Boeing Frontiers
July 2002 
Volume 01, Issue 03 
Top Stories Inside Quick Takes Site Tools
New and Notable

'Customer-in' approach aids Tulsa production

American Airlines and Boeing employees in Tulsa, Okla., recently rolled up their sleeves and worked side by side on three simultaneous Boeing-hosted Accelerated Improvement Workshops. Their aim: to redesign the 777 slat production process. Slats are a wing high-lift system that extends from the wing's leading edge during takeoff and landing.

777 slat moving lineBoeing partnered with American Airlines to take a closer look at the 777 slat moving line production system — and share ideas and best practices. The result? American Airlines received shorter lead times for system components, while Boeing fostered a stronger working relationship with a major customer.

Numerous cross-functional teams and "Lean" production tools were used in the redesign, which looked at the production process from parts procurement through manufacturing-build and customer distribution, according to Darrell Pulliam, workshop participant and Tulsa site Lean Industrial Engineering manager. Key aspects of the revised slat production system are point-of-manufacture parts delivery; point-of-use parts, tools and perishables; assembly on a moving line; and co-located support services, Pulliam said.

During the Accelerated Improvement Workshops, the focus was on developing a point-of-use kitting process, conceptualizing and simulating moving line utilities access, and creating standard final assembly operations, Pulliam said.

The gains made by the three teams were significant. For example: setup time was slashed from 631 minutes to 4 minutes, cycle time was reduced by 57 percent to 166 minutes, and inventory queues were cut from eight to two, according to Pulliam.

Something e-legal is waiting for you

Not everyone is a legal expert — especially when it comes to the often-complex areas of law that impact Boeing activities.

But a "legal-eagle" ally is just a click of the mouse away.

Boeing's law department, in an effort to help employees identify issues before they become compliance mistakes, has re-launched the Boeing eLegal Education Network with an improved version that is easier to use and has improved content.

The Web-based training and information resource is designed to assist employees in identifying key compliance areas and to provide options on how best to manage them. The site houses training modules, hosts a frequently asked questions area, and provides links to the most relevant company policies and procedures.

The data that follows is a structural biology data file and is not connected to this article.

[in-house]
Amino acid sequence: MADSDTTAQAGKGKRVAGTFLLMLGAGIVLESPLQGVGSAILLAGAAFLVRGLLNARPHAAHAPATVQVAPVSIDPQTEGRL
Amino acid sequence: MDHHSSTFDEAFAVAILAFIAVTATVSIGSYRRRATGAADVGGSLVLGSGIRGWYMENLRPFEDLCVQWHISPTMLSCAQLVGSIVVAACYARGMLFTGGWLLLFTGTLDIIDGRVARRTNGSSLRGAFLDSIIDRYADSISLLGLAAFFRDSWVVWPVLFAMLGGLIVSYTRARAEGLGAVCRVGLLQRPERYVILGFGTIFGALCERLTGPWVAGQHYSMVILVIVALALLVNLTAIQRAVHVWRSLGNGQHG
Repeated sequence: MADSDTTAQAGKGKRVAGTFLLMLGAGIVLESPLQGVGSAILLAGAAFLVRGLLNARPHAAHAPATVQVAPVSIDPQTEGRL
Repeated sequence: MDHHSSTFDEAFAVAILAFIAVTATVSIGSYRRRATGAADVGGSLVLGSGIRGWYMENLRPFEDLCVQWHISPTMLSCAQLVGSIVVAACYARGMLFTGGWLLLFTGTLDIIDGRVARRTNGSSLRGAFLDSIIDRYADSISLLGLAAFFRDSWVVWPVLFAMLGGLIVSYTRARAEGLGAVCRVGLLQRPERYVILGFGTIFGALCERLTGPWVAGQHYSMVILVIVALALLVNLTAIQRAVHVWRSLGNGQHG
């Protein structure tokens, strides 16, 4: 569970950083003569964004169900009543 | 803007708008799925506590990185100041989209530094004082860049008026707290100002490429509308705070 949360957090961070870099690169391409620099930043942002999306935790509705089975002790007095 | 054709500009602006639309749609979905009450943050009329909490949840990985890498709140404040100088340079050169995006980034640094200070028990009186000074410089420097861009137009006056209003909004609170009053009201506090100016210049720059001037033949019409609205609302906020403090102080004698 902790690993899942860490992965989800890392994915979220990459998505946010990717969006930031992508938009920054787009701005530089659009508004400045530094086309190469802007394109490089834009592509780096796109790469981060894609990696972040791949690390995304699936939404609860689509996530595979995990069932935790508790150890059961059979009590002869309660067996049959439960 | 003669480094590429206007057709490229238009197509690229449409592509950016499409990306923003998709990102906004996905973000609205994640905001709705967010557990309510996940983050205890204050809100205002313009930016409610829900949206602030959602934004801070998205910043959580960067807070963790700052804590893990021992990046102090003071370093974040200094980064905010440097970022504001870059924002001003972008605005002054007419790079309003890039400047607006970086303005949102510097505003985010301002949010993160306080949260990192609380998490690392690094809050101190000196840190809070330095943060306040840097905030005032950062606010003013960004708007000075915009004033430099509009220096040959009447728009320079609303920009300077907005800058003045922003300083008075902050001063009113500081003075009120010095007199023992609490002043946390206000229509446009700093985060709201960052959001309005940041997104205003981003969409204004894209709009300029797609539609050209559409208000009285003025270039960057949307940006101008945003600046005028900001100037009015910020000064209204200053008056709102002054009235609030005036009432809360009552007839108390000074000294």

In all there are 25 training modules on key business topics, including export control, insider trading, government contracts, workplace harassment and competition.

"Compliance issues touch all aspects of the company, and a good understanding of those risk areas can help us run our programs more competitively and effectively," said Doug Bain, Boeing's general counsel. "The eLegal Education Network is user friendly and can help employees better understand compliance rules, evaluate risks, and prompt those with questions or concerns to seek appropriate advice."

Bain said even the best intentions can turn sour if compliance rules are not followed. He gave Frontiers the following examples of compliance breaches that actually happened:

In one instance, two longtime Boeing employees needlessly used data belonging to a competitor, which resulted in the company's having to withdraw from a valuable competition in which it already held a commanding lead. In another incident, an employee unwittingly agreed to a release-of-claims that undermined the contractual basis for the company's substantial claim against the government.

"These events are not isolated occurrences," said Bain. "Such significant mistakes can seriously impact the company, and can even affect those employees involved. Spending 15 minutes a week to learn about issues like the Truth in Negotiations Act and Unfair Business Practices is an excellent investment and far less costly than the alternative," said Bain.

Boeing employees can find their legal ally, The Boeing eLegal Education Network, on the company's internal Web at The first-time-user password is boeing1.


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